The Dravidian Demi-God
In terms of political presence, longevity in public life despite its debilitating ups and downs and responding to everchanging trends in Indian politics with alacrity, there has hardly been a better leader than Muthuvel Kalaignar Karunanidhi an immensely talented writer in Tamil whose film dialogues are still recited verbatim
In terms of political presence, longevity in public life despite its debilitating ups and downs and responding to everchanging trends in Indian politics with alacrity, there has hardly been a better leader than Muthuvel ‘Kalaignar’ Karunanidhi- an immensely talented writer in Tamil whose film dialogues are still recited verbatim.
The 94-year-old titan of Tamil Nadu politics who breathed his last on Tuesday was a formidable administrator, relentless foe and a strategist who always knew how he and his party- Dravida Munnetra Kazhagam – would stand to benefit. Though he reportedly had Telugu origins, his supporters underplay it.
A five-time Chief Minister, he took over DMK reins from its founder C N Annadurai after his demise in 1969. It was a period when the political environment was rife with the whiff of the newly-minted Dravidian politics, a combination of rationalism and social justice for the downtrodden. Having appealed immensely to the local youth with its virulent campaign against the Brahminical traditions and North Indian mores and manners, the DMK enjoyed a superb run at the helm of affairs till the mid-1970s.
In spite of a working arrangement with the Centre led by the tough Indira Gandhi, Karunanidhi faced her wrath during the Emergency and his government was dismissed in 1976. The period afterwards was even more challenging, as the parent party split into two and saw the rise of M G Ramachandran (MGR) and his AIADMK, who beat the wily veteran at his own game, so much so that Karunanidhi spent nearly 13 years in political wilderness till his return as CM in 1989, masterfully holding onto the party machinery and keeping the cadre intact.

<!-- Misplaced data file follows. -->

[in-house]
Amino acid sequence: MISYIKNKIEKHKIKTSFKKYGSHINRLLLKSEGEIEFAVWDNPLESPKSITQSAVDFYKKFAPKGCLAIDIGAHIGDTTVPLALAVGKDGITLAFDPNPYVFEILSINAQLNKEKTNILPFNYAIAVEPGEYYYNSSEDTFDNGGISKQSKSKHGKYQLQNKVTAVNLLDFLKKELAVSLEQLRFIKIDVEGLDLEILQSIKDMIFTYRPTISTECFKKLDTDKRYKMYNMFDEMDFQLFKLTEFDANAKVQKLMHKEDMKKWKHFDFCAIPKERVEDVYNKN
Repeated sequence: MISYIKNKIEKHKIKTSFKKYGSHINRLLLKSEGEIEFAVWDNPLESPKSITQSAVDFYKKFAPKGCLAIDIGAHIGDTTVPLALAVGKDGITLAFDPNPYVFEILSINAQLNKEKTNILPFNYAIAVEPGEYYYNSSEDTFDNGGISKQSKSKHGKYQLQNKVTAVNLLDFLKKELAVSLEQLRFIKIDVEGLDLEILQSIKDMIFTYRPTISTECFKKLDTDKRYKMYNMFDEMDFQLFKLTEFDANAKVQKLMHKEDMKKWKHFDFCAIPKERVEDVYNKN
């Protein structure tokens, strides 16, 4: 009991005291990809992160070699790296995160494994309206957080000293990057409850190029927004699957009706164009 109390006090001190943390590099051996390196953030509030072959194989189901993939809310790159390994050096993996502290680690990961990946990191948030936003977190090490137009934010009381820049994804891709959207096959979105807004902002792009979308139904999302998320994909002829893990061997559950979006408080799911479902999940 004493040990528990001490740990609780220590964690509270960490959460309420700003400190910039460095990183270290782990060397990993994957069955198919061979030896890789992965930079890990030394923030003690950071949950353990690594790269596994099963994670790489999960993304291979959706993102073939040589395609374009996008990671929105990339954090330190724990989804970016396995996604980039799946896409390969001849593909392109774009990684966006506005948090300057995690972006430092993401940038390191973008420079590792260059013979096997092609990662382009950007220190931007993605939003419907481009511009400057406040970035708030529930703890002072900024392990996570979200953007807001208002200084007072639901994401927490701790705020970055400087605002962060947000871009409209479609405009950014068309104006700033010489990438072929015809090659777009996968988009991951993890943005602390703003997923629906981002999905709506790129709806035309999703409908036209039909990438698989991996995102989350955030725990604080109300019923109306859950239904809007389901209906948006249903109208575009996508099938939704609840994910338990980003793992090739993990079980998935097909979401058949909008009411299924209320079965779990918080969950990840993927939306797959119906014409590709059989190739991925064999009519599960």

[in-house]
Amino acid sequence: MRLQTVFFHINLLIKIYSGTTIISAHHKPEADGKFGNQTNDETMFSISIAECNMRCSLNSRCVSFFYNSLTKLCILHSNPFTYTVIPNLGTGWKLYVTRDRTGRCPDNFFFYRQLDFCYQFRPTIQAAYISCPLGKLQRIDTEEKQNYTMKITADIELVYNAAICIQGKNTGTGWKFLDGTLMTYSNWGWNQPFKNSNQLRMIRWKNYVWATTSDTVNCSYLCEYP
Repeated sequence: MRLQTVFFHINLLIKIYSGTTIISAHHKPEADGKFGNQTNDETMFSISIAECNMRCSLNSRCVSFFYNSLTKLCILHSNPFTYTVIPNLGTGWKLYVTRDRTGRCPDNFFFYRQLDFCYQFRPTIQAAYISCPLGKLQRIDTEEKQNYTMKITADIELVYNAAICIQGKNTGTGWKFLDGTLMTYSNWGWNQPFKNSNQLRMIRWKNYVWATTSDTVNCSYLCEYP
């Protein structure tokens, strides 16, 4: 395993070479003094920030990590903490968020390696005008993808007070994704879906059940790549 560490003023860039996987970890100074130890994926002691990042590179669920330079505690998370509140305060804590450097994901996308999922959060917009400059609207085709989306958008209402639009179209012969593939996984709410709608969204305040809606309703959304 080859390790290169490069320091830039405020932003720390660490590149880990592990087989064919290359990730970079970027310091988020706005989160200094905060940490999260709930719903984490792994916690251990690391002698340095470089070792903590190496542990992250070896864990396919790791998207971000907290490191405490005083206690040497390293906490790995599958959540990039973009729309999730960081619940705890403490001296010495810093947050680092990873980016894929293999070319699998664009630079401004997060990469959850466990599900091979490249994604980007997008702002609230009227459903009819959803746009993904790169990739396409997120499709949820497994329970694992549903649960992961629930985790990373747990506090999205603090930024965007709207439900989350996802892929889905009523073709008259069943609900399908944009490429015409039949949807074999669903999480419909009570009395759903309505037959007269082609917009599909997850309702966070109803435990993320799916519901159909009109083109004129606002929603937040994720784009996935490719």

The bad times continued when during the post-Rajiv Gandhi assassination phase, his government was dismissed in 1991 under the charge of harbouring the dreaded LTTE, the guerilla warriors responsible for Rajiv Gandhi’s death. The successor to MGR, Jayalalitha too proved more than a match to Karunanidhi all through her political career.
During the brief tenure of V P Singh as Prime Minister in 1990-91, the DMK got an extended lease of life in national politics with Karunanidhi’s nephew Murasoli Maran, bagging a ministerial berth. The years that followed saw the intensely parochial, Tamil- centric outfit abandon all its Dravidian pretensions and align itself with multiple political formations, including the BJP-led NDA during the rule of A B Vajpayee and, later, the Congress, which was a political also-ran and a convenient ally in the state. The DMK was crushed under the infamous 2G scam in recent times and received a devastating blow at the hands of Jayalalithaa in 2016 Assembly polls.
With the country’s oldest politician having passed away, the political twists and turns in the southern state would once again become the centre of attention as the 2019 polls are just a few months away. Especially, when there is no effective second line of leadership in Tamil Nadu in both the two regional parties – DMK and AIADMK – and the BJP leaning too heavily on the charisma of Narendra Modi, which has also come unstuck quite a few times in the last few years.